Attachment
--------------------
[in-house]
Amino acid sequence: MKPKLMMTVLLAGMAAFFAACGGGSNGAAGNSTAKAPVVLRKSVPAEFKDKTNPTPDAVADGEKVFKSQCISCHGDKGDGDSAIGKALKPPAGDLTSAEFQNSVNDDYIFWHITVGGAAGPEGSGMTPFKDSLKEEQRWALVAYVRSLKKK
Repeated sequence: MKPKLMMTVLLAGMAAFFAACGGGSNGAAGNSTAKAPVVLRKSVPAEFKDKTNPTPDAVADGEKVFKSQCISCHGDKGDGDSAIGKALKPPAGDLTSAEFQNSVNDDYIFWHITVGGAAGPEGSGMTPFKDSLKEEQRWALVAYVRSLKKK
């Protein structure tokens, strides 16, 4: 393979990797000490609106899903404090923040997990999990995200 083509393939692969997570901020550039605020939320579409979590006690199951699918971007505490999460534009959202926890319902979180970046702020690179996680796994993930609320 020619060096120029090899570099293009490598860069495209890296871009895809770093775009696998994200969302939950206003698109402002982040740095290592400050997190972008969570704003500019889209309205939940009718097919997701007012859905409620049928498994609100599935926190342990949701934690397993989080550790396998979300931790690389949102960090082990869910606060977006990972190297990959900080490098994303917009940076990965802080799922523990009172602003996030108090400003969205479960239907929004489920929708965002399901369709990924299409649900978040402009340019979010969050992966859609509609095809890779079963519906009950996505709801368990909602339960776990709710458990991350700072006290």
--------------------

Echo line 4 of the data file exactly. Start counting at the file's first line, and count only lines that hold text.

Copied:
């Protein structure tokens, strides 16, 4: 393979990797000490609106899903404090923040997990999990995200 083509393939692969997570901020550039605020939320579409979590006690199951699918971007505490999460534009959202926890319902979180970046702020690179996680796994993930609320 020619060096120029090899570099293009490598860069495209890296871009895809770093775009696998994200969302939950206003698109402002982040740095290592400050997190972008969570704003500019889209309205939940009718097919997701007012859905409620049928498994609100599935926190342990949701934690397993989080550790396998979300931790690389949102960090082990869910606060977006990972190297990959900080490098994303917009940076990965802080799922523990009172602003996030108090400003969205479960239907929004489920929708965002399901369709990924299409649900978040402009340019979010969050992966859609509609095809890779079963519906009950996505709801368990909602339960776990709710458990991350700072006290």